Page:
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The Regency Interpreter on Pride and Prejudice, part 2 — 5 Comments

  1. Thanks for re-posting this, Maria. As someone who missed it first time around, it’s great to be able to catch up on things like this.

    I hadn’t been aware of the reputation that militia carried around with them. Mre Bennet remarks at a later date that she herself had been fond of a red coat in her youth so her upbringing must have been somewhat lax as well. It isn’t suprising then that her daughters, especially the two youngest, had no idea to be what they could be letting themselves in for.

    • I found it interesting to learn about the militia’s reputation as well. I think it is amazing how much more I understand P&P knowing some of the history surrounding it.

  2. I too am really enjoying learning the mores of those times, which add so much to the story! Thank you for re-posting it! In Mansfield Park the comment is made, “A woman can never be too fine while she is all in white.” It was when Fanny was going to her first invited dinner at the Grants with Edmond. Is that connected to the wearing white you mentioned above, or was he just paying her a compliment?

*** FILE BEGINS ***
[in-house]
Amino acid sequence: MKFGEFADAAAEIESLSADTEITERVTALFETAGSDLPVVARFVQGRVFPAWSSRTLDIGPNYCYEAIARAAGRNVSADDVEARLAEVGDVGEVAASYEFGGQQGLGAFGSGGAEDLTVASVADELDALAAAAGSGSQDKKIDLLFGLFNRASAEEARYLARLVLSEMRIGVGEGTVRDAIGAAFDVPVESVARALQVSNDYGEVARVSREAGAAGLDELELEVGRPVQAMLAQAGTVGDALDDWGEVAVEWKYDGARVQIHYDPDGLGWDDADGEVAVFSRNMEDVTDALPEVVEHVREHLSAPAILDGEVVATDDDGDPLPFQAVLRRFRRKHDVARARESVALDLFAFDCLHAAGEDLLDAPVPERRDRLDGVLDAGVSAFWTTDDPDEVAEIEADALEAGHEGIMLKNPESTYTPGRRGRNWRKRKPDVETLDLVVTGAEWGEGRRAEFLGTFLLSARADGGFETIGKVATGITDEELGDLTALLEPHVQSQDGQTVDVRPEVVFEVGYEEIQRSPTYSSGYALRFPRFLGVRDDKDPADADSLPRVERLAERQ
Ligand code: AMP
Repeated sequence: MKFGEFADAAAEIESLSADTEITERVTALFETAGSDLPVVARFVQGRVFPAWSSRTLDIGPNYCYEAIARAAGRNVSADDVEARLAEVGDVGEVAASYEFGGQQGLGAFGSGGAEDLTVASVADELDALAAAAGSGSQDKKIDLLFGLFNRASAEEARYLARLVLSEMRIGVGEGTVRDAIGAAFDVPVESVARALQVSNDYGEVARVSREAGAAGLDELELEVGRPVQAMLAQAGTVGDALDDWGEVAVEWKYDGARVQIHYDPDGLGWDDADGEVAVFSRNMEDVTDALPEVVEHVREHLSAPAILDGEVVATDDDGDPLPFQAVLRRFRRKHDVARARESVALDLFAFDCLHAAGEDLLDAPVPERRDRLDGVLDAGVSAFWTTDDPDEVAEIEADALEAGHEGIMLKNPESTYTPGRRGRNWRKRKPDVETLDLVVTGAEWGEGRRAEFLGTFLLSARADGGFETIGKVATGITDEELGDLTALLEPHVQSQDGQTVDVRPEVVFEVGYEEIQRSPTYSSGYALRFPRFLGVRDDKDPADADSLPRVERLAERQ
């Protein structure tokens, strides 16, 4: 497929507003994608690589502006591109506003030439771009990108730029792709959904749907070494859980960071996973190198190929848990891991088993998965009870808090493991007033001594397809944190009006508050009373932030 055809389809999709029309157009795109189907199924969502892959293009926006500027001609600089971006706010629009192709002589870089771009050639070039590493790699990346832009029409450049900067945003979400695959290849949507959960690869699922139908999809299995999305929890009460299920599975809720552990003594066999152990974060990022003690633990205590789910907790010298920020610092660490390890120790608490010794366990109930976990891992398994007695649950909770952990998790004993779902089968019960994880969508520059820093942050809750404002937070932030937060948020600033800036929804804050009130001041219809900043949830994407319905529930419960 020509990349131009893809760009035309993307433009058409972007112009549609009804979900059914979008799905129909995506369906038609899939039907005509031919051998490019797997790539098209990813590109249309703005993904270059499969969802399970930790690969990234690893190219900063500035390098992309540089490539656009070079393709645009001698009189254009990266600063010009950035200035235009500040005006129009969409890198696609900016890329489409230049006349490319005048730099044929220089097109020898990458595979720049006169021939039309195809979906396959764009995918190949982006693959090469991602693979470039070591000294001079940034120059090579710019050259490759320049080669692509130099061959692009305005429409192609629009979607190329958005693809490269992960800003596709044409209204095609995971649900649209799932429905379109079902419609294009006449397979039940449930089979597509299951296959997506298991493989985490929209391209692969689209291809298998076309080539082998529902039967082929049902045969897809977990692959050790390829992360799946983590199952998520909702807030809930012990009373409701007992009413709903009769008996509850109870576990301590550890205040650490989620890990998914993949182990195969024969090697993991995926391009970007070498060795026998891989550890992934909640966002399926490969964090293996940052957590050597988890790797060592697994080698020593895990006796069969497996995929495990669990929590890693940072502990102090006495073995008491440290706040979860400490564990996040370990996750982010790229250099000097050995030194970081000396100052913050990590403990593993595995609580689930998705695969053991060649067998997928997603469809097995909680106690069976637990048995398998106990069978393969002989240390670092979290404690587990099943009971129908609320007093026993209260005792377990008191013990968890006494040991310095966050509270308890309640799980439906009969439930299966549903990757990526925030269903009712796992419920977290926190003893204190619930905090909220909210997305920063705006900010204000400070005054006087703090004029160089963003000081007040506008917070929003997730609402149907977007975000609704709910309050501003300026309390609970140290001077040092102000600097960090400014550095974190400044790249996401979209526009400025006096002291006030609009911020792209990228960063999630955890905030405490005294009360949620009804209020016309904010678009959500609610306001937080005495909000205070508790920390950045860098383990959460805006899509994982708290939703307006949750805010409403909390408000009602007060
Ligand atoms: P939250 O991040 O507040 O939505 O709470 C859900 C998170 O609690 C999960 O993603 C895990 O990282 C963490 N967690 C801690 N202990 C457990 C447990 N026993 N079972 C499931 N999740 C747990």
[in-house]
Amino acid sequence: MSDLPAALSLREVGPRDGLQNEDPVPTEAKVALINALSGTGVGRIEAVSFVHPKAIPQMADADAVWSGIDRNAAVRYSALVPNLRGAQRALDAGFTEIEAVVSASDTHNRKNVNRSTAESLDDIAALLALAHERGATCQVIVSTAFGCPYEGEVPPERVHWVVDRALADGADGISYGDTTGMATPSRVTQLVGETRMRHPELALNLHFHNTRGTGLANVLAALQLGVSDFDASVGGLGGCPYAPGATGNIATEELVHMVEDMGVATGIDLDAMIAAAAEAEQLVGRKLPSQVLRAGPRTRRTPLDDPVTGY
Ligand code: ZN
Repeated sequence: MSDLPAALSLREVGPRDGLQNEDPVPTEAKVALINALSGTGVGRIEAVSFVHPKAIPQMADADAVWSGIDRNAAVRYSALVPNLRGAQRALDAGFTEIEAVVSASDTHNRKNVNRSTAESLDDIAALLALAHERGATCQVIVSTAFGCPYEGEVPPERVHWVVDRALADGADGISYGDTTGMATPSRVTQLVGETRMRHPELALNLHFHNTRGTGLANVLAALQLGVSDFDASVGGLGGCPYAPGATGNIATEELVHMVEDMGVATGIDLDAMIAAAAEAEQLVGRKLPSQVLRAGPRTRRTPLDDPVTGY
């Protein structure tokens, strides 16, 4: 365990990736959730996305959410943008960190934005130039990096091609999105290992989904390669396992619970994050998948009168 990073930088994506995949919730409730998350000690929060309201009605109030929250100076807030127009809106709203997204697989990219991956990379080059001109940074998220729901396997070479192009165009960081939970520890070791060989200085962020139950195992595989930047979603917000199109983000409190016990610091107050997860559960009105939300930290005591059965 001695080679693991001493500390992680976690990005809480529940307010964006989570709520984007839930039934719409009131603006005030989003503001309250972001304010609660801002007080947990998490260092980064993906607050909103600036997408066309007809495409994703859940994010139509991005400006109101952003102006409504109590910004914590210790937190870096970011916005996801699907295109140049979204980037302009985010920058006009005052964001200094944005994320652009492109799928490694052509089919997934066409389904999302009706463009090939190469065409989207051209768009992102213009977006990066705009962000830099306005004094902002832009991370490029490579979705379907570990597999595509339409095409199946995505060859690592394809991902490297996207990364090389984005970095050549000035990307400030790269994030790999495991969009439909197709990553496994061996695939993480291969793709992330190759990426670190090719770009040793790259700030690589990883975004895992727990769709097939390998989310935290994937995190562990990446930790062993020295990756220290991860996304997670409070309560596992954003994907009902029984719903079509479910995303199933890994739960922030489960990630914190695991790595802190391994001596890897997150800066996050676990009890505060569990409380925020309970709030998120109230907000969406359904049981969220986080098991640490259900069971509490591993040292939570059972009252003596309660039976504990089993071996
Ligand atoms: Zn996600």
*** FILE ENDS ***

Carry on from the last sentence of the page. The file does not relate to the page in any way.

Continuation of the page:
• Yes it is connected. I actually have done this same Regency Interpreter on Mansfield park on m own website. I have a couple installments left to go one it, but I hope to bring it here eventually.

      In Fanny’s case, it was also a recognition of how she had risen in her uncle’s esteem. Until that point, she had dressed very drab compared to her cousins. To be given a white dress what in a way to raise her to a similar status as her cousins, Maria and Julia.

      Thanks for a great questions, Carol!

  3. I see the lace issue has now been addressed. Learning something new about wearing white…I thought it had to be worn by new debutantes or unmarried young ladies going out into public. However, it was a sign of wealth. So many of the historical romances interpret it as I have stated…seems these other authors also need to study up on mores, etc.

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